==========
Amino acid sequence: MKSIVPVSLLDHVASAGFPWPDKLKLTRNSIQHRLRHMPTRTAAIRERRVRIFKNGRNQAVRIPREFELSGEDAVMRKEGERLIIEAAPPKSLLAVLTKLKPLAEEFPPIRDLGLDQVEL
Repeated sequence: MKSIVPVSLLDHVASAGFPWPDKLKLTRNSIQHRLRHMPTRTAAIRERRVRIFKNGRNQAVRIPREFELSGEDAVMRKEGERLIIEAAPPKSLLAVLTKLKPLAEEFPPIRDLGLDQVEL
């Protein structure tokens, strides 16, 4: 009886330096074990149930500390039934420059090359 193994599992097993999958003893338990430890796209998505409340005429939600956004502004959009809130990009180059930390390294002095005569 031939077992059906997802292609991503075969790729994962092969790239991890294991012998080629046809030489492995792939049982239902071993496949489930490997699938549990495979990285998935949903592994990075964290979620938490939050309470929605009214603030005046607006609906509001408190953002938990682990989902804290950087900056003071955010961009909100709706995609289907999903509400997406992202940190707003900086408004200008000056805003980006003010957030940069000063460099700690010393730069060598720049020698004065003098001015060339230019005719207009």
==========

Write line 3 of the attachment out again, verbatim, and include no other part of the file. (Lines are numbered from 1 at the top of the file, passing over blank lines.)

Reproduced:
């Protein structure tokens, strides 16, 4: 009886330096074990149930500390039934420059090359 193994599992097993999958003893338990430890796209998505409340005429939600956004502004959009809130990009180059930390390294002095005569 031939077992059906997802292609991503075969790729994962092969790239991890294991012998080629046809030489492995792939049982239902071993496949489930490997699938549990495979990285998935949903592994990075964290979620938490939050309470929605009214603030005046607006609906509001408190953002938990682990989902804290950087900056003071955010961009909100709706995609289907999903509400997406992202940190707003900086408004200008000056805003980006003010957030940069000063460099700690010393730069060598720049020698004065003098001015060339230019005719207009």